Based on a review of legal documents and other evidence, the Winnie Davis Chapter of the United Daughters of the Confederacy “more likely than not” owns the “Our Confederate Heroes” monument …
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Based on a review of legal documents and other evidence, the Winnie Davis Chapter of the United Daughters of the Confederacy “more likely than not” owns the “Our Confederate Heroes” monument in downtown Pittsboro, according to Chatham County attorneys.
It’s an argument disputed by the UDC, which asked the Chatham County Board of Commissioners late last week for an extension on the October 1 deadline for a removal plan’s submission.
The memo, drafted by the county’s law firm Poyner Spruill, states that the original “order” issued by the 1907 board of commissioners states the monument “may remain in the care and keeping of the said Daughters,” referring to the Winnie Davis Chapter. It also says that Barbara Pugh, president of the chapter, cited a compiled history of the group that says the monument was “the gift of the Chapter to the county as a memorial to the Confederate Veterans, living and dead.” That history, Poyner Spruill writes, “is the only document we have seen which purports to support the claim that the Monument is owned by the County.”
Based on documents available, the statement concludes, “it appears to us more likely than not that the Monument is still owned by the Daughters.”
The question of ownership has been a significant one in the recent discussion. Pugh reiterated that position in a letter sent over the weekend to Mike Dasher, the chairman of the county’s board of commissioners, and said the commissioners’ “demand” for a removal plan by October 1 was “relatively abrupt.”
The commissioners had voted 4-1 on August 19 to ask the UDC to submit a plan for removal of the monument, which has been the subject of public derision and defense over the last few months. That decision came a little more than a week after Pugh told Dasher in a letter that the monument “should not be illegally moved or altered” and that it would be “inappropriate that we re-imagine the statue in any way.”
The UDC’s request for a deadline, Pugh’s letter states, comes because the chapter is “seeking counsel from all stakeholders to evaluate the issues and options relating to the Monument.” Pugh cites the “many in our community” that support the monument as part of the request.
“Collectively, the supporters of the war monument is a large group, albeit a silent group,” she wrote. “The supporters are a blend of various faiths, of races, of political parties. Many supporters believe, as our members do, that this war memorial has stood for over a century to honor the memory of those who gave the ultimate sacrifice in the preservation of the South.”
Dasher told the News + Record on Monday that the UDC’s request would likely not be granted.
“The letter clearly states that they wouldn’t support removing the monument,” he said. “I’m not sure that we’re in really any position to agree to that at this point. If they were saying, ‘Hey, this is complicated and moving a monument is trickier than what we thought,’ I think we would be happy to grant that to them.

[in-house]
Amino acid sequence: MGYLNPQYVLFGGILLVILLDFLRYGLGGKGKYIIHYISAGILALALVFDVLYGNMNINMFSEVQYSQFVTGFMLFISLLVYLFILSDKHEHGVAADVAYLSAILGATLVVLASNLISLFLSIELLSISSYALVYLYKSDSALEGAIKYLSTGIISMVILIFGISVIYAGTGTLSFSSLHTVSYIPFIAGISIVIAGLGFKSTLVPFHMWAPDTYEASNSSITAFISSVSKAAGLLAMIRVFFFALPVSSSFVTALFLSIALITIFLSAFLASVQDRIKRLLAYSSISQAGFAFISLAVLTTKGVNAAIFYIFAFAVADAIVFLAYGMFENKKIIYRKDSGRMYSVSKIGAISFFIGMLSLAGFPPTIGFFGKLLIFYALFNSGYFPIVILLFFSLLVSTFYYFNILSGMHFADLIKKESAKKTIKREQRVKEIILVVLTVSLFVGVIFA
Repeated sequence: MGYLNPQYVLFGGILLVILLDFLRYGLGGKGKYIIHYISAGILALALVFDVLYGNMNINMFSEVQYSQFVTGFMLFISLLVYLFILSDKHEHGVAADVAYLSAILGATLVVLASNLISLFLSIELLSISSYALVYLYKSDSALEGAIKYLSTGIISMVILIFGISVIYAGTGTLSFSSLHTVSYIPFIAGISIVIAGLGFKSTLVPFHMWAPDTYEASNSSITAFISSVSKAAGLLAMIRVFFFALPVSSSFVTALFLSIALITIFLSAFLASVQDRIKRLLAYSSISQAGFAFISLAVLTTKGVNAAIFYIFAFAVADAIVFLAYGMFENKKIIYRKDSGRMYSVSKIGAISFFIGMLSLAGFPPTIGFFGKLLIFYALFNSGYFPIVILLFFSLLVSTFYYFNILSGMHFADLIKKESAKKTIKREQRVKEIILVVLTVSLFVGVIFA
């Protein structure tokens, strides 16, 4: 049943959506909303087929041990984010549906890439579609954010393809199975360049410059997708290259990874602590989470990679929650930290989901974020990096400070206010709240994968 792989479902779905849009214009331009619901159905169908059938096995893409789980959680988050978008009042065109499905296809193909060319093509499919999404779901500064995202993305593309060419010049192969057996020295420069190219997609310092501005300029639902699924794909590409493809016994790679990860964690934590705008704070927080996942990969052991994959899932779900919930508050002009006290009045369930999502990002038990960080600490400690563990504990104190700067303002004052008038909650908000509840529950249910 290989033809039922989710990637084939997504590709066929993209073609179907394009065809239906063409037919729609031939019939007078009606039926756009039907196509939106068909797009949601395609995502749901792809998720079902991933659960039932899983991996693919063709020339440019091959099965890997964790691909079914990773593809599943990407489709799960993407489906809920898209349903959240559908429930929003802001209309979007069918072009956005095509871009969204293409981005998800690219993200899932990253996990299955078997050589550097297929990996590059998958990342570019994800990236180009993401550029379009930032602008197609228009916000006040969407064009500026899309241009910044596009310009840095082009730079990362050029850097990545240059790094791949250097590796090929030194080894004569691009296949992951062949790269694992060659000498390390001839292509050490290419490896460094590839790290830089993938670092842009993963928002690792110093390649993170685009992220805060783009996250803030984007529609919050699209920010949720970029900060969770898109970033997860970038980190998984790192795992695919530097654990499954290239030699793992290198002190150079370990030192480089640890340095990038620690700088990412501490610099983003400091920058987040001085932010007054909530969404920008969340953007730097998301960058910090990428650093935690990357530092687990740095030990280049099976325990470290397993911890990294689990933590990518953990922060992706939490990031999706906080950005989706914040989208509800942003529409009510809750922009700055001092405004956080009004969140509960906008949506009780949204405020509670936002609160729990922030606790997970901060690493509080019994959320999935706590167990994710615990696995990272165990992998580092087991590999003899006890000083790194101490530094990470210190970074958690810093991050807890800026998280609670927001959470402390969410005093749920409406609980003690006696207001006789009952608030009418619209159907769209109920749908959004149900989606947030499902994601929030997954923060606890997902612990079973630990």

“I’m not surprised that they would be looking for more time. But I think, based on what she wrote in the letter, I don’t think that’s something that we’re probably eager to do.”
Pugh did write in the letter that the chapter would “embrace ‘re-imagining’ the area around the old courthouse” by “bringing in MORE historical monuments that honor the courageous deeds of diverse variety of members of our community,” but did not suggest any concrete ideas as to what that would look like.
If the monument was owned by the county, the commissioners would have had their hands tied, as state law says an “object of remembrance” cannot be removed from public property unless it is owned by a private property and is “subject to a legal agreement governing its removal or relocation,” according to the attorney’s memo.
Poyner Spruill’s memo included 10 possible outcomes with the monument, and the statements of the majority of the commissioners reflected some of them. Among the recommendations:
• “The County and the Daughters (as the owner of the Monument) may agree that the Monument be removed to a mutually agreeable location at the expense of the County.” That item states that it would be an “unlikely” scenario since the UDC has publicly stated they believe the monument is owned by the county.
• “Terminate the 1908 Order.” The agreement between the parties, according to the memo, “can be revoked which would terminate the right of the Daughters to maintain their property (the Monument) on County property.” The option also suggests giving the UDC “a reasonable period of time” to remove the statue, and, “if they refused, which is likely,” the County could take further steps.
• Finally, the attorney suggests the board could “assert the County’s First Amendment Free Speech Rights” and say “the location on County property represents government speech that at one time was consistent with the values of the County, but is now inconsistent with those values and conveys a message that is anathema to the views of the County.”
The Commissioners did not discuss anything related to the monument during their September 16 regular meeting. Under the board’s current stated intentions, if a plan is not given, the county will declare the monument a “public trespass” on November 1.
Reporter Zachary Horner can be reached at firstname.lastname@example.org or on Twitter at @ZachHornerCNR.